Please use this identifier to cite or link to this item: http://hdl.handle.net/10397/20881
Title: Synthetic peracetate tea polyphenols as potent proteasome inhibitors and apoptosis inducers in human cancer cells
Authors: Kuhn, DJ
Lam, WH
Kazi, A
Daniel, KG
Song, DS
Chow, LMC 
Chan, TH 
Dou, QP
Keywords: EGCG
Polyphenols
Pro-drug
Proteasome inhibitors
Apoptosis
Issue Date: 2005
Source: Frontiers in bioscience, 2005, v. 10, p. 1010-1023 How to cite?
Journal: Frontiers in Bioscience 
Abstract: It has been suggested that proteasome activity is essential for tumor cell proliferation and drug resistance development. We have previously shown that natural and synthetic ester bond-containing tea polyphenols are selective inhibitors of the chymotrypsin-like activity of the proteasome. The most abundant catechin in green tea is (-)-epigallocatechin-3-gallate [(-)-EGCG], which has been found by many laboratories to exhibit the most potent anticancer activity. We have reported that (-)-EGCG is also the most effective proteasome inhibitor among all the natural green tea catechins tested. Unfortunately, (-)-EGCG is very unstable in neutral and alkaline conditions. In an attempt to increase the stability and thus the efficacy, we synthesized several (-)-EGCG analogs with acetyl protected -OH groups as prodrugs. Here we report, for the first time, that these acetylated synthetic tea analogs are much more potent than natural (-)-EGCG in inhibiting the proteasome in cultured tumor cells. Consistently, these protected analogs showed much higher potency than (-)-EGCG to inhibit proliferation and transforming activity and to induce apoptosis in human leukemic, prostate, breast, and simian virus 40-transformed cells. Additionally, these protected analogs had greatly reduced effects on human normal and non-transformed cells. Therefore, these peracetate protected tea polyphenols are more efficacious than (-)-EGCG and possess great potential to be developed into novel anticancer drugs. Identification of the cytosolic metabolite(s) of peracetate-protected polyphenols in cultured tumor cells and examination of their in vivo tumor growth-inhibitory activity are currently underway in our laboratory.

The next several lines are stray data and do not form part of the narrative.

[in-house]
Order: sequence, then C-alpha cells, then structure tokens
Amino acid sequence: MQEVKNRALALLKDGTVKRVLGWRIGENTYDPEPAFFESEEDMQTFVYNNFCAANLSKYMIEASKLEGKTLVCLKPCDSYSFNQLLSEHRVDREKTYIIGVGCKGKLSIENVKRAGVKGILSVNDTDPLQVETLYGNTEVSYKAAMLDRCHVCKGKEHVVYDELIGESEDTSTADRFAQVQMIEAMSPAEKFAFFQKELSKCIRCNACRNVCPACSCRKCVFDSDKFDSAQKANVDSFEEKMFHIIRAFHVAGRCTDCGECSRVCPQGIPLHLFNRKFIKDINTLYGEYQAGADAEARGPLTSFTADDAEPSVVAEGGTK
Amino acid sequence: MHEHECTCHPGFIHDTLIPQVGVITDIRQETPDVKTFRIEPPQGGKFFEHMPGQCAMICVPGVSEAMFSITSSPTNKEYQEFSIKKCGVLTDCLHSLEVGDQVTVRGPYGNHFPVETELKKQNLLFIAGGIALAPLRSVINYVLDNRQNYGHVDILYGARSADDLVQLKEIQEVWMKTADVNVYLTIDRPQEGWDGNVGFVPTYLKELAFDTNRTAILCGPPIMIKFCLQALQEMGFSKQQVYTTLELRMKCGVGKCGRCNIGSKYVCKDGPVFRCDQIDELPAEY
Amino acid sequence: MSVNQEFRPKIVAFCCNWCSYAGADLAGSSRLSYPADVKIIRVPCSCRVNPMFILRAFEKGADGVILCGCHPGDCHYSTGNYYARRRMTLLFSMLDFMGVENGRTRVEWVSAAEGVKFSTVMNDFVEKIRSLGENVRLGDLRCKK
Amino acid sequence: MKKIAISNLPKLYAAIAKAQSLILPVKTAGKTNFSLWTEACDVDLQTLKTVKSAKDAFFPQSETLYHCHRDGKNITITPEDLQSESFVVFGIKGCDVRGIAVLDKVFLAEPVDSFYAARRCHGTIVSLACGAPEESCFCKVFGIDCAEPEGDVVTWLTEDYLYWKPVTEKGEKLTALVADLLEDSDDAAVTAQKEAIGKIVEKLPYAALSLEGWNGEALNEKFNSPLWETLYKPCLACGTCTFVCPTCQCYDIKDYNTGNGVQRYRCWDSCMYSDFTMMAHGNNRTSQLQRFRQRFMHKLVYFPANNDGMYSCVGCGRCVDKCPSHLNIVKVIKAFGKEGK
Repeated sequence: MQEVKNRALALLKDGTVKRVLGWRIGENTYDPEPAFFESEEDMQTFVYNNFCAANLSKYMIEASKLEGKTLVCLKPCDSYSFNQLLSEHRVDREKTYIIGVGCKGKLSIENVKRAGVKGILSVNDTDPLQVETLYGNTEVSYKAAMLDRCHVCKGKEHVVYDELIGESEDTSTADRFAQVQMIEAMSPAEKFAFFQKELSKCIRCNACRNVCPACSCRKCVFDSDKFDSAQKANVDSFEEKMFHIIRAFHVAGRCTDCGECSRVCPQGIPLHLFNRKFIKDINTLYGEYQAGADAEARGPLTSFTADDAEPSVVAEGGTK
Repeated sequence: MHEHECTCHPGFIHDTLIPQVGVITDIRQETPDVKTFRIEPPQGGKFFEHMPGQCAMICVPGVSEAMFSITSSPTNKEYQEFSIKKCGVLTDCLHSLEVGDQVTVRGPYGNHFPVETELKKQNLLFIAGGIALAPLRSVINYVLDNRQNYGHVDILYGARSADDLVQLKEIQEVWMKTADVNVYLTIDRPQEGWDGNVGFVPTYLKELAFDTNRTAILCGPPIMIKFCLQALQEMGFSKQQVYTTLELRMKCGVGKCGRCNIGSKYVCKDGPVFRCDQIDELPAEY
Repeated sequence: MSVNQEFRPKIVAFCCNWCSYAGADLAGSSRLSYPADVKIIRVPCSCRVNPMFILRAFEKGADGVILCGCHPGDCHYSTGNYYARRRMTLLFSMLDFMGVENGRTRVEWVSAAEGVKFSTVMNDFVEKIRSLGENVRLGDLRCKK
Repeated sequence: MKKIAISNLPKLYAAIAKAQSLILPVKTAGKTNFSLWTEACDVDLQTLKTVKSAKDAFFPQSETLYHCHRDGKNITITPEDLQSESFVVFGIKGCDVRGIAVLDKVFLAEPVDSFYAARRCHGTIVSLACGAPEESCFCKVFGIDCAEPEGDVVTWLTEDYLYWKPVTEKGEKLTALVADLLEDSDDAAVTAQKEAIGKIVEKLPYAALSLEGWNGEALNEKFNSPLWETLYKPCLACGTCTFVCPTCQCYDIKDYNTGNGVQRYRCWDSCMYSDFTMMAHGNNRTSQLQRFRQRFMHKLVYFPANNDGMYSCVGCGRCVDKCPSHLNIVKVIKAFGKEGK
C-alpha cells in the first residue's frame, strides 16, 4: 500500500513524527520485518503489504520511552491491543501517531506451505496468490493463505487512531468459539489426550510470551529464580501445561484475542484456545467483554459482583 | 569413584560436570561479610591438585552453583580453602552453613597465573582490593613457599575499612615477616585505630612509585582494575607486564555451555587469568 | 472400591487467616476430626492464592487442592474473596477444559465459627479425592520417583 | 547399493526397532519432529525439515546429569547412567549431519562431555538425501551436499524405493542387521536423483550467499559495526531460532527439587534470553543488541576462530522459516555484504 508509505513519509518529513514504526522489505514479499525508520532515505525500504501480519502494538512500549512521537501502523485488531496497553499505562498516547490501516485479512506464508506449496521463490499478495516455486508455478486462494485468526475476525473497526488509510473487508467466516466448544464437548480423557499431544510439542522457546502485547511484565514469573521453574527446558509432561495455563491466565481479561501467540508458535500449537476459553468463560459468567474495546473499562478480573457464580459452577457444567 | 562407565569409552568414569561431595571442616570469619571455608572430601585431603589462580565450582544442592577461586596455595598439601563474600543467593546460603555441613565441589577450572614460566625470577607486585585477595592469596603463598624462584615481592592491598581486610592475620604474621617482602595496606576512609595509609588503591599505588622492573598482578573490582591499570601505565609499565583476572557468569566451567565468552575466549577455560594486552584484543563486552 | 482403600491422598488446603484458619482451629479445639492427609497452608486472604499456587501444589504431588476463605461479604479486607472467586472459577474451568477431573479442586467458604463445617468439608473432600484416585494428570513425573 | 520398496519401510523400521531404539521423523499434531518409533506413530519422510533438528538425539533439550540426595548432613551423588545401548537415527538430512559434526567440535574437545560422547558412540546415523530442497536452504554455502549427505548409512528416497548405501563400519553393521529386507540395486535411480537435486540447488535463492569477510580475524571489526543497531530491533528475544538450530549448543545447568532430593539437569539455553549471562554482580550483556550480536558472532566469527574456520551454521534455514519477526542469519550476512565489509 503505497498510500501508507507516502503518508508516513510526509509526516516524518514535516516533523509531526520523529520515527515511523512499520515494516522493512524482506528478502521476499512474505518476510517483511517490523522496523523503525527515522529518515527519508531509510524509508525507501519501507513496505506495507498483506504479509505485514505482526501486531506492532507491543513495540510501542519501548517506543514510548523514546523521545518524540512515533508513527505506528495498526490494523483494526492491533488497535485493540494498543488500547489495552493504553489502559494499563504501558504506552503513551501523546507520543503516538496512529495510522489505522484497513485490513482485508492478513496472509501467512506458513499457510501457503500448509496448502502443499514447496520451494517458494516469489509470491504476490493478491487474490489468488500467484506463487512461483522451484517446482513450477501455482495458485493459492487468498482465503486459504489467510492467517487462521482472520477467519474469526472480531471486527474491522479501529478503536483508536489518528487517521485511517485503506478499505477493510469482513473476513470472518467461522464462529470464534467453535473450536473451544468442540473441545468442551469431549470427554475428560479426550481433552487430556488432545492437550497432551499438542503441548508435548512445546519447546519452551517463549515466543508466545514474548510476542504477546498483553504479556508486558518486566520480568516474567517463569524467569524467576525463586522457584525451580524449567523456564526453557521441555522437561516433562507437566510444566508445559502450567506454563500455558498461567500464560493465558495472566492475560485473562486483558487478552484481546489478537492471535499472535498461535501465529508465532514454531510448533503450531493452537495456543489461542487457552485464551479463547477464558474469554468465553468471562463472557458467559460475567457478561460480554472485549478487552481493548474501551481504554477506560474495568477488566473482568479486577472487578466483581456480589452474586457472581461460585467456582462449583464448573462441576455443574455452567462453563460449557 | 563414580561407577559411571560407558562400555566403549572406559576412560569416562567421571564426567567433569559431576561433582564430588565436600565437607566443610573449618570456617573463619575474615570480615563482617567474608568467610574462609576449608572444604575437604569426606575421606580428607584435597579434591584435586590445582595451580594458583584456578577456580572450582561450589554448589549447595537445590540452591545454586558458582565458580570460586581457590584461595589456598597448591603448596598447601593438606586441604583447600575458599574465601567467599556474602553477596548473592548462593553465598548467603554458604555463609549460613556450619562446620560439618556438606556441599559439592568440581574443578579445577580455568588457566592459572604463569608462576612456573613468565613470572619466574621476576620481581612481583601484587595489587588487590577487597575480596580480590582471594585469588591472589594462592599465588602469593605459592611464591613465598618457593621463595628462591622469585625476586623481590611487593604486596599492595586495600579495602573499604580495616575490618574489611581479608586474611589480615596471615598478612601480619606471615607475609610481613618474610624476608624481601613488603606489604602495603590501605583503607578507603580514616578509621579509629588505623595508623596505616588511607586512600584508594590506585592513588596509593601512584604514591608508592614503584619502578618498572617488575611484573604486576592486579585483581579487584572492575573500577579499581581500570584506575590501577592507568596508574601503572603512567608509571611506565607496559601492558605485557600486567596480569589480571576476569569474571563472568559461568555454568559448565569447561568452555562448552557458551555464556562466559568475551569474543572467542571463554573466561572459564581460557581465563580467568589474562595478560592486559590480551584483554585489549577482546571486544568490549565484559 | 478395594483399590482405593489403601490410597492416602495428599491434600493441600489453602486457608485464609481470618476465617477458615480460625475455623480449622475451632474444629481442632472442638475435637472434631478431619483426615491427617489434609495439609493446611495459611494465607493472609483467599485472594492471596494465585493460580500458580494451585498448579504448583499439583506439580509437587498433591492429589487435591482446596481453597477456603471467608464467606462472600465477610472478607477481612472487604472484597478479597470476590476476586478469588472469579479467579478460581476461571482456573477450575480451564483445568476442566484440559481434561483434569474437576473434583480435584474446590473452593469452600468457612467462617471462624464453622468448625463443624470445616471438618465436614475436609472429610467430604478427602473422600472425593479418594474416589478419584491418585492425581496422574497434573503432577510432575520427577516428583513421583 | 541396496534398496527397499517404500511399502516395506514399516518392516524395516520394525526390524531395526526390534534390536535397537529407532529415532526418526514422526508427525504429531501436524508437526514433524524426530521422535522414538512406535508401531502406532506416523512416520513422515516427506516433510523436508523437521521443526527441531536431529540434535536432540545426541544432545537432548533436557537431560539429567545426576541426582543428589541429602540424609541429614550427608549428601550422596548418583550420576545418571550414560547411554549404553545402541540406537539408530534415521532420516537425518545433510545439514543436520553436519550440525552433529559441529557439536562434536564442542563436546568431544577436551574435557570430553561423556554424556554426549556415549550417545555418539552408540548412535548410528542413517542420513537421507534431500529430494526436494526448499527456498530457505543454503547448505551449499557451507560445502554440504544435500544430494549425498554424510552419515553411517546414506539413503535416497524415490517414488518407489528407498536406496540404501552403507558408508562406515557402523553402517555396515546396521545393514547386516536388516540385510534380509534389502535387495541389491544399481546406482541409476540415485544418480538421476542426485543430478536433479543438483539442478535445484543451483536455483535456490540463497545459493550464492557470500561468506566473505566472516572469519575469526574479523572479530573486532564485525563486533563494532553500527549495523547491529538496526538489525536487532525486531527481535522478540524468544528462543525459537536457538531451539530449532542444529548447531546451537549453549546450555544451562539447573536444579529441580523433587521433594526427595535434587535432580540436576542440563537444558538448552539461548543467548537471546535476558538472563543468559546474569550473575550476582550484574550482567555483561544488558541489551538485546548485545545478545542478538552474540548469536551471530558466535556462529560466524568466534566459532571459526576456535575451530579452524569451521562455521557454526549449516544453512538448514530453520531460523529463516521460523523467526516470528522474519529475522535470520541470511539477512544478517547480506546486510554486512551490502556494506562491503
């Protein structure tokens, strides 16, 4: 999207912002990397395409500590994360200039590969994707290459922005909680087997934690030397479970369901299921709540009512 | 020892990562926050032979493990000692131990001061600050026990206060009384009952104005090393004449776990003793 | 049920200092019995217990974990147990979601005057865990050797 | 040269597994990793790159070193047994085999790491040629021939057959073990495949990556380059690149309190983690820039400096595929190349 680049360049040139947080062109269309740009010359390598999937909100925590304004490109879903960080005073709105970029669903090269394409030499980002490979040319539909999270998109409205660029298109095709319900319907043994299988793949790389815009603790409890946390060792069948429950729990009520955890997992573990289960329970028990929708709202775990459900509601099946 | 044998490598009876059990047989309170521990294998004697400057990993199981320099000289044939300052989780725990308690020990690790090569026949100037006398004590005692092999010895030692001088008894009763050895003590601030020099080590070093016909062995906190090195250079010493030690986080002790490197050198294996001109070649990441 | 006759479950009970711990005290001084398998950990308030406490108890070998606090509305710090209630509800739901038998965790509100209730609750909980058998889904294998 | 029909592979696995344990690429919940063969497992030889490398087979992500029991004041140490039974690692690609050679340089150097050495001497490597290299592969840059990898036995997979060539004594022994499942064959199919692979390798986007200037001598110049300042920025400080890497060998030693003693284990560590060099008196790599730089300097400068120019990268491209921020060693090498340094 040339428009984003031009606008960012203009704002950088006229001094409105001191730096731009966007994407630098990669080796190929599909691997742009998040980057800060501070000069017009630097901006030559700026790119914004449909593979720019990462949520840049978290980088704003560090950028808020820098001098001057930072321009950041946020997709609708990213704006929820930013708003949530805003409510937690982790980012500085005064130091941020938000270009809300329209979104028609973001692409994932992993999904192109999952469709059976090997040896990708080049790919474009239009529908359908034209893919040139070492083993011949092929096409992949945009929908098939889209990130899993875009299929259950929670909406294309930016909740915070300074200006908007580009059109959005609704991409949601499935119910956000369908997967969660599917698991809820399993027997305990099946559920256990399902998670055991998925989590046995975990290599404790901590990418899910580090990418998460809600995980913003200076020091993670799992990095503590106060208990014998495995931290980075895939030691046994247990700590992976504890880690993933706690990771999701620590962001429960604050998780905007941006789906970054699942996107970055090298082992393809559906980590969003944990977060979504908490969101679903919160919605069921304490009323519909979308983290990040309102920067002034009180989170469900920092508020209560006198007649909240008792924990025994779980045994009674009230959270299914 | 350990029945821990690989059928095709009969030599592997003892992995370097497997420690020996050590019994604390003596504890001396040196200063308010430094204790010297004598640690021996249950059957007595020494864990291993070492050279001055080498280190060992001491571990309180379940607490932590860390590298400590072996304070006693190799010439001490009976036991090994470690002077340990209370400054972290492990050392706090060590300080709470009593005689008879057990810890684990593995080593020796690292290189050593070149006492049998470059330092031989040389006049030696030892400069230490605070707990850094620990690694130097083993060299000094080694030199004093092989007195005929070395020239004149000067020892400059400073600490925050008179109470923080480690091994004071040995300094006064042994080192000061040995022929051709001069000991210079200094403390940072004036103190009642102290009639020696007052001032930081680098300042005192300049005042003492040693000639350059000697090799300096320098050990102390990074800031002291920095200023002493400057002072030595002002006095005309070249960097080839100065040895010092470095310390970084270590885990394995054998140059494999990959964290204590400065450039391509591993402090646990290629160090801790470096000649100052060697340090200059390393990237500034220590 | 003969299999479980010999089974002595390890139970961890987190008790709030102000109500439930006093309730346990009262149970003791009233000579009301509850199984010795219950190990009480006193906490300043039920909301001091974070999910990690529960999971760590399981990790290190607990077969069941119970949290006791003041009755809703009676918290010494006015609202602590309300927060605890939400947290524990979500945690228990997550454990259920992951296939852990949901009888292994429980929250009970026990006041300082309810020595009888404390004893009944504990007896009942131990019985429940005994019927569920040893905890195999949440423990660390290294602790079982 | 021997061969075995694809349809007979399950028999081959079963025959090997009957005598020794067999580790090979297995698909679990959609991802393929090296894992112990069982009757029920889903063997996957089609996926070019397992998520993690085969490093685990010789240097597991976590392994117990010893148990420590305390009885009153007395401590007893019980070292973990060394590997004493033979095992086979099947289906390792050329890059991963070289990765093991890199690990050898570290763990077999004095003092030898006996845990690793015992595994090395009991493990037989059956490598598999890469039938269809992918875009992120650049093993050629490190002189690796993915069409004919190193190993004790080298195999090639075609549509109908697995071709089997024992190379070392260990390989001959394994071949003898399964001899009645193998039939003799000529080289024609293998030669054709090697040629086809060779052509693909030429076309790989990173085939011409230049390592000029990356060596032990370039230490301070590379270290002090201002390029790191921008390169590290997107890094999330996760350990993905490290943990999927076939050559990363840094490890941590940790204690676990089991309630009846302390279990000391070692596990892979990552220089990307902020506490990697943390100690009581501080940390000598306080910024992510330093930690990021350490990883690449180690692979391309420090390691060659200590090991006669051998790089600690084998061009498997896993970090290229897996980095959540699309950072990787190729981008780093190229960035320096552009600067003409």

URI: http://hdl.handle.net/10397/20881
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